In the beginning of the 19th century at the site of the Old House of Parliament stood Kontostaulos' Mansion. From 1834, the building functioned as temporary Royal settlement. In 1835, an octagonal hall, big enough to hold more than 200 people was added as a ball room. After the revolt of the 3rd September, this room housed the National Assemblies and was the hub of parliamentary life until 1935. There, on March 18, 1843 King Otho swore obedience to the constitution.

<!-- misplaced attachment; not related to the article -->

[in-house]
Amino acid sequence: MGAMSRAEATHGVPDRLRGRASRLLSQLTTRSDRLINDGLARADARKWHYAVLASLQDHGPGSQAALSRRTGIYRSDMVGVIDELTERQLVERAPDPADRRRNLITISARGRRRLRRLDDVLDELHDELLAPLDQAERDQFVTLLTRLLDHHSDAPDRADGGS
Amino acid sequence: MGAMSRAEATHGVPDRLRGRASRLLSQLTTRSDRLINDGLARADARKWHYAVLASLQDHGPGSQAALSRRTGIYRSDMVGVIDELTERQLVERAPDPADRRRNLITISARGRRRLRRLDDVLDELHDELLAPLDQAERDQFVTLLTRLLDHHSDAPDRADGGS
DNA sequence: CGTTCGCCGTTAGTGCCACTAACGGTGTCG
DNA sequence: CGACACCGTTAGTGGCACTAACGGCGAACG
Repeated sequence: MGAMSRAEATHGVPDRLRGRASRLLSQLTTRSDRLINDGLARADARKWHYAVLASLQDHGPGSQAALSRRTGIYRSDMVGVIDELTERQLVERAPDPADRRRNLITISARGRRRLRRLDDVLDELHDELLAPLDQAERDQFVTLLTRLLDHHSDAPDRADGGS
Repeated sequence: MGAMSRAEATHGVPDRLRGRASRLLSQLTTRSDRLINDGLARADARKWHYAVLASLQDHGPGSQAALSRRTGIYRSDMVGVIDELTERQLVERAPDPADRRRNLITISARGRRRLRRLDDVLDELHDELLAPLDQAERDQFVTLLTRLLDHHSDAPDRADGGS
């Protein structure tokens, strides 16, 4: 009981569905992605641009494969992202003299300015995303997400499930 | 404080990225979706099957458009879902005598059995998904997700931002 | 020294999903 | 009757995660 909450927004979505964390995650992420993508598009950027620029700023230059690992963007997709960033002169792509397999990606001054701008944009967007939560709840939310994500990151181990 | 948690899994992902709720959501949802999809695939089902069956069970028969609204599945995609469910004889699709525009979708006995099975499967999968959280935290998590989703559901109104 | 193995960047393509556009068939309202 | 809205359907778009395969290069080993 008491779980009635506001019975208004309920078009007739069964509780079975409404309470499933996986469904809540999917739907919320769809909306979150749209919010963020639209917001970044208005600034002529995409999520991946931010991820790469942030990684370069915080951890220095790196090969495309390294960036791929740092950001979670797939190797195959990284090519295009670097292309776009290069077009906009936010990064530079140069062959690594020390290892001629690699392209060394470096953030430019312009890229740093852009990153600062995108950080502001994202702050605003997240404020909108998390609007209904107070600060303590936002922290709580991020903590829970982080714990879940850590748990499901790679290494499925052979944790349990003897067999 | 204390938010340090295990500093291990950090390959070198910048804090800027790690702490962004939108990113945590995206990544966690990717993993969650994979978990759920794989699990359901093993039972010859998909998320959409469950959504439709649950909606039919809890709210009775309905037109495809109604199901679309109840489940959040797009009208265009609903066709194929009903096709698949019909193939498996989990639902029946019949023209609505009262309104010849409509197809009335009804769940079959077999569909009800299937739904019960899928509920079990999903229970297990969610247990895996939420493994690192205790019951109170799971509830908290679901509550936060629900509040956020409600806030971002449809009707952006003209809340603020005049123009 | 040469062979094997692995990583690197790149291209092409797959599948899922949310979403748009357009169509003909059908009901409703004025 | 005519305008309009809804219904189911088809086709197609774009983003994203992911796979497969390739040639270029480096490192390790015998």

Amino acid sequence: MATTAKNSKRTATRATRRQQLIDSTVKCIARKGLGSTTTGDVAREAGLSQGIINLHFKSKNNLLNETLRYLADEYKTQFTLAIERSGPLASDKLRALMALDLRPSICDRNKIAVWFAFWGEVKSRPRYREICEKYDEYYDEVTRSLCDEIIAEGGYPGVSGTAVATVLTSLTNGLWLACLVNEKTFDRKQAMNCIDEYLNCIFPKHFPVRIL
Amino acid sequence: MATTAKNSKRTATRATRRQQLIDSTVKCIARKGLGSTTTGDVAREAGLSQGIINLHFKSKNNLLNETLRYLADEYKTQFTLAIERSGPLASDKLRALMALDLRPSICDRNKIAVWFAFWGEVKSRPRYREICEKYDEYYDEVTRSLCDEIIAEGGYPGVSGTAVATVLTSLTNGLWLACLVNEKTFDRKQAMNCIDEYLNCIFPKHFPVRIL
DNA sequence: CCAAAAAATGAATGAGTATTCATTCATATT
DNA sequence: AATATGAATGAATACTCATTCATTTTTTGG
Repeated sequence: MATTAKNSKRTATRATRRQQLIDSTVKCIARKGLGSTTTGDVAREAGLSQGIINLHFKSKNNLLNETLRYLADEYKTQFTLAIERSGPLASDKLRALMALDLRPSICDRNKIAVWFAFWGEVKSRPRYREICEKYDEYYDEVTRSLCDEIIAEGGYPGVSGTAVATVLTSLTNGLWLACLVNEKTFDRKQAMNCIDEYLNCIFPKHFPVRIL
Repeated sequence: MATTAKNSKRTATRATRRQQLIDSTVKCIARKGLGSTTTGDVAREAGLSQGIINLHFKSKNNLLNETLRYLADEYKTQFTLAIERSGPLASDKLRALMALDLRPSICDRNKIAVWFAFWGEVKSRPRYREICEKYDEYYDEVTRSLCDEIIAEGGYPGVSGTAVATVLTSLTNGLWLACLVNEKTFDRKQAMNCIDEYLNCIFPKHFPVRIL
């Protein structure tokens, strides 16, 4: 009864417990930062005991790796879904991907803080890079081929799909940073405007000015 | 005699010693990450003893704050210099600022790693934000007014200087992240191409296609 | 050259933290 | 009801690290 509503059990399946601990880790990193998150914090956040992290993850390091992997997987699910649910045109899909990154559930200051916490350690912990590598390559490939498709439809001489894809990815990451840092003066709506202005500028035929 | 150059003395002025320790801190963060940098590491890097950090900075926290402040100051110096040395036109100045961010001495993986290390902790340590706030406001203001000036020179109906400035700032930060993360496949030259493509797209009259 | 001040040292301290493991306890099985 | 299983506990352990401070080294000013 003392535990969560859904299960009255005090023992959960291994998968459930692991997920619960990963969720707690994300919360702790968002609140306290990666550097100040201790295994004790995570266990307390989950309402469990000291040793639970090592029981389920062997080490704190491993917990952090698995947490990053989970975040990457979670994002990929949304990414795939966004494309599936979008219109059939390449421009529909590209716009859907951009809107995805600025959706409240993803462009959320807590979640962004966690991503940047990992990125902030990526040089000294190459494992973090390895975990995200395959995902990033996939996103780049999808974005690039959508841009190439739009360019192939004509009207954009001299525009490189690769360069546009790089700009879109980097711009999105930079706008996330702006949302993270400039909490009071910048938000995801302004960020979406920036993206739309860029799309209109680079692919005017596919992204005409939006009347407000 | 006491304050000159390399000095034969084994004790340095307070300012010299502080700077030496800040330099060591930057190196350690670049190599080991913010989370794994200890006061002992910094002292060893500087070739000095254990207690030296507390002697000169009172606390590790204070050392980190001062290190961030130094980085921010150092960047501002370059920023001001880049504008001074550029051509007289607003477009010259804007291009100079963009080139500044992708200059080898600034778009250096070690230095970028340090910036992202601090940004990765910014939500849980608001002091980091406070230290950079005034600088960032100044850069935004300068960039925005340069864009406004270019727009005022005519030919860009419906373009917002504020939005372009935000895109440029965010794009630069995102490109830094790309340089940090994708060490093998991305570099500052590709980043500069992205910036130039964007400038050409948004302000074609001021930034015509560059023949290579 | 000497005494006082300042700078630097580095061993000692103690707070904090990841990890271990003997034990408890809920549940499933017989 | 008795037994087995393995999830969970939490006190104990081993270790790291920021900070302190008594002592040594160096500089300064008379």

Soon after the expulsion of Otho, a building made of bricks was constructed in forty days on the back of today's Old House of
Parliament Square. It was known as 'The Hut' and it housed the operations of the Parliament until 1875.
In 1931 the House of Parliament moved to the reconstructed Palace, where it is housed until now. In the Old House of Parliament
the Ministry of Justice was then installed. In 1961, the building was restored and from that time it houses the National History
Museum, creating thus a hub of memory at the heart of Athens